Allegheny County Executive Rich Fitzgerald announced today that he has formed a Public Health Commission on Preventing Violence and Promoting Community Mental Health, upon the request of State Representative Ed Gainey. The 23-member Commission has a mission of reducing violence and promoting positive mental health and community well-being in Allegheny County.
“Community violence is a public health problem. In order for us to have any impact at all on this issue, we need to start approaching it from a public health perspective,” said Fitzgerald. “I appreciate Rep. Gainey’s advocacy to put this Commission together and am grateful for the participation of these members in this process.”
Dr. Ron Voorhees, Acting Director of the Allegheny County Health Department, and Rev. Earlene Coleman of the Bethlehem Baptist Church of McKeesport, will serve as Co-Chairs of the Commission which held its inaugural meeting today. The Commission is charged with providing preliminary recommendations within eight months, to allow for public input in the ninth month, and to finalize recommendations and an implementation plan at the end of one year which will be presented to the County Executive.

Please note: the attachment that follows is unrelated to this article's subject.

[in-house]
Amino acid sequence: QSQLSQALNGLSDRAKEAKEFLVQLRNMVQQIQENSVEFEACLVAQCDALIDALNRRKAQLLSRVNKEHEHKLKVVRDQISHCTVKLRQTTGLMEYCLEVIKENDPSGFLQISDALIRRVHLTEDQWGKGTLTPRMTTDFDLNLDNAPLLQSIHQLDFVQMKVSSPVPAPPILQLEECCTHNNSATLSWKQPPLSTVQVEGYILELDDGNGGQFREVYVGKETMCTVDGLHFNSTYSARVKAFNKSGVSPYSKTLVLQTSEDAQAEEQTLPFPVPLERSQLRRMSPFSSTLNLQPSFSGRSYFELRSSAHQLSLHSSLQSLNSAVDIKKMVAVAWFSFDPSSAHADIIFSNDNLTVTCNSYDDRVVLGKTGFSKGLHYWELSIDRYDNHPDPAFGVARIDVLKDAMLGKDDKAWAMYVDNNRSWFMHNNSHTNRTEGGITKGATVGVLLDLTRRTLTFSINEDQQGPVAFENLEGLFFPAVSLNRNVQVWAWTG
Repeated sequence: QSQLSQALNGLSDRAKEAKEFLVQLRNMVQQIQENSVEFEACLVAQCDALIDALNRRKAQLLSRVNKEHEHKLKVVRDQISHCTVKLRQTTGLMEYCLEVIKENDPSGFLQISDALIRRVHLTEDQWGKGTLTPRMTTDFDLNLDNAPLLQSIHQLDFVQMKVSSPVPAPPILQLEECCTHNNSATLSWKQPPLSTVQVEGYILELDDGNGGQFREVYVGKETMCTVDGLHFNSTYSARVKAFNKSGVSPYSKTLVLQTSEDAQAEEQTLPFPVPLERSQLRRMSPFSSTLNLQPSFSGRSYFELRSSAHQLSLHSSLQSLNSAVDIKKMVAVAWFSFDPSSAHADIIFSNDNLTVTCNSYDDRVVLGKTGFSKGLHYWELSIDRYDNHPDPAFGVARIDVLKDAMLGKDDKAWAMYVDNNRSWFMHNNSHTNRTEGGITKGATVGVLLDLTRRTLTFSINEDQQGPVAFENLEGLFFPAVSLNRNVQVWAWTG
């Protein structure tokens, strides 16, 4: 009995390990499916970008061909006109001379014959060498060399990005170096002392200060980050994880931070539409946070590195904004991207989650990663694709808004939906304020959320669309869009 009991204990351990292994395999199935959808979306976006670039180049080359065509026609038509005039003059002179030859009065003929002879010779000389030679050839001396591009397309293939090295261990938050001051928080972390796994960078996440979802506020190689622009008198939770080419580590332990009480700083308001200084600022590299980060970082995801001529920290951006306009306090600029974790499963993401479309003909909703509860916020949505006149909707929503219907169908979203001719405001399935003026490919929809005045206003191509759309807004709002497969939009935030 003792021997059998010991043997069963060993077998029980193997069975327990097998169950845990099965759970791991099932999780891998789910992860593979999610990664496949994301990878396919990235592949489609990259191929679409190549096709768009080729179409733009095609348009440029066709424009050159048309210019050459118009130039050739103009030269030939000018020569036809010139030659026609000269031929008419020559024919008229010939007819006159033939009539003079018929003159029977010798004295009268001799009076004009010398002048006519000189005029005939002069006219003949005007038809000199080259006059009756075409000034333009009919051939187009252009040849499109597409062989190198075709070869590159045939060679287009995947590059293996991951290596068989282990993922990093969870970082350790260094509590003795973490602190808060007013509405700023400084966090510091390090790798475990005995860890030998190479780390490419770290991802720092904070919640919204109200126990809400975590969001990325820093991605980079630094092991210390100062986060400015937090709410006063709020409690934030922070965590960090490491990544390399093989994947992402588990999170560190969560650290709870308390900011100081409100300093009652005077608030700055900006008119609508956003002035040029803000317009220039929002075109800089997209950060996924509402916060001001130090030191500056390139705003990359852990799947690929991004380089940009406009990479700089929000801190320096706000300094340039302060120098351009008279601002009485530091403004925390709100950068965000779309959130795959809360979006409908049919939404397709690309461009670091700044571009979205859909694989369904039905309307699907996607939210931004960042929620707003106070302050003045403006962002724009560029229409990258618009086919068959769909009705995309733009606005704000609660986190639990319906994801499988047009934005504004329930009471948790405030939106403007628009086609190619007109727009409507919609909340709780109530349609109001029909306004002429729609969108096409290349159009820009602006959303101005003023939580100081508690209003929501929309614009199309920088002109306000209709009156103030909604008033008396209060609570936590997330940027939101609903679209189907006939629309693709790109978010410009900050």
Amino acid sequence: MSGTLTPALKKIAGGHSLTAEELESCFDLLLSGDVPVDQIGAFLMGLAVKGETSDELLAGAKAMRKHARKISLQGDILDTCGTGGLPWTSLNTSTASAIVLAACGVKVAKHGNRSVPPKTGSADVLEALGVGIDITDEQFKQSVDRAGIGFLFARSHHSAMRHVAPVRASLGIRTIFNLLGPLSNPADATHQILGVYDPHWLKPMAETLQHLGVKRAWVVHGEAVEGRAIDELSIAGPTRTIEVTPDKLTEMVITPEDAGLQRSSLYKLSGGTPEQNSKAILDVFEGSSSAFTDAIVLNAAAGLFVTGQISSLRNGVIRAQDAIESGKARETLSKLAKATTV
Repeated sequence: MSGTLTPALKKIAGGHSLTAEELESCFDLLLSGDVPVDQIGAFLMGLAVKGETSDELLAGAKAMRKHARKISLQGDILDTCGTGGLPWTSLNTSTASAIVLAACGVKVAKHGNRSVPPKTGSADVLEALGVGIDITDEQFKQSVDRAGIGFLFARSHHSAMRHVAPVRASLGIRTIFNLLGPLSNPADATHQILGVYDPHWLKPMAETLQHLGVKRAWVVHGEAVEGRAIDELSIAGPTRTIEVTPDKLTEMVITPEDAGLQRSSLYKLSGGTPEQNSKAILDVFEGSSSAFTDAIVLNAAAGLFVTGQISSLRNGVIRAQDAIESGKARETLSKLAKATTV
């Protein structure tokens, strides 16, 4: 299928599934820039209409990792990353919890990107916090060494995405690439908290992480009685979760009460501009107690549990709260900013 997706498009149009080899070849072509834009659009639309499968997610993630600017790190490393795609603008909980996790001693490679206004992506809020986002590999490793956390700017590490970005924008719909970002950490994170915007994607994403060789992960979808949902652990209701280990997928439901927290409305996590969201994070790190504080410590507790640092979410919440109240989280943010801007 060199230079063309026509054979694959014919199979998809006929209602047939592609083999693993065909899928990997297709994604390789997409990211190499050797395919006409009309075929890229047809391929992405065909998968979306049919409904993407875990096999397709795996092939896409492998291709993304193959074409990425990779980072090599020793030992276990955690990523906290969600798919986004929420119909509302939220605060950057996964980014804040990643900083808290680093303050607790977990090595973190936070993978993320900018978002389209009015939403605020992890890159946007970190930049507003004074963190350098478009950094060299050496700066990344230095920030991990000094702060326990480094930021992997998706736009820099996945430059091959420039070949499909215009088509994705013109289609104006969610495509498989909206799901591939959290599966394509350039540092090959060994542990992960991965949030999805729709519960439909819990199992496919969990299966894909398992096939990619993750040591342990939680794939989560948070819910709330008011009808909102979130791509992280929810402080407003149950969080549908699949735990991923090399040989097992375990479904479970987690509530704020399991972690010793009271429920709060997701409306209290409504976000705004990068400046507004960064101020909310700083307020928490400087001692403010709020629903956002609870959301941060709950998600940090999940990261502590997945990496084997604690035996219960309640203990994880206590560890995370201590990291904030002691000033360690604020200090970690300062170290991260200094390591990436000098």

“I am very excited about the formation of this Commission. I have stated many times to others in my community that we must sit down collectively, with every community represented,” said Pastor Coleman. “This is not a ‘you’ or an ‘I’ problem, it is an ‘our’ problem – and ‘we’ must work together to solve it. McKeesport, just like many other communities, has been touched over and over again by violence and I look forward to working with others to make the changes that I believe can happen when we put our energies and our ideas together.”
The Commission is tasked with identifying and/or developing effective means to prevent violence. Those strategies may then be used to reduce the number of injuries and deaths due to violence in Allegheny County, and to increase the number of people who are receiving appropriate mental health care. Through the work of the Commission, there will be an enhanced understanding and awareness of the impact that violence and mental health has on children, families, and communities. Through identification and development of local approaches and inclusive community actions, the County can assist in building communities that are safe and secure.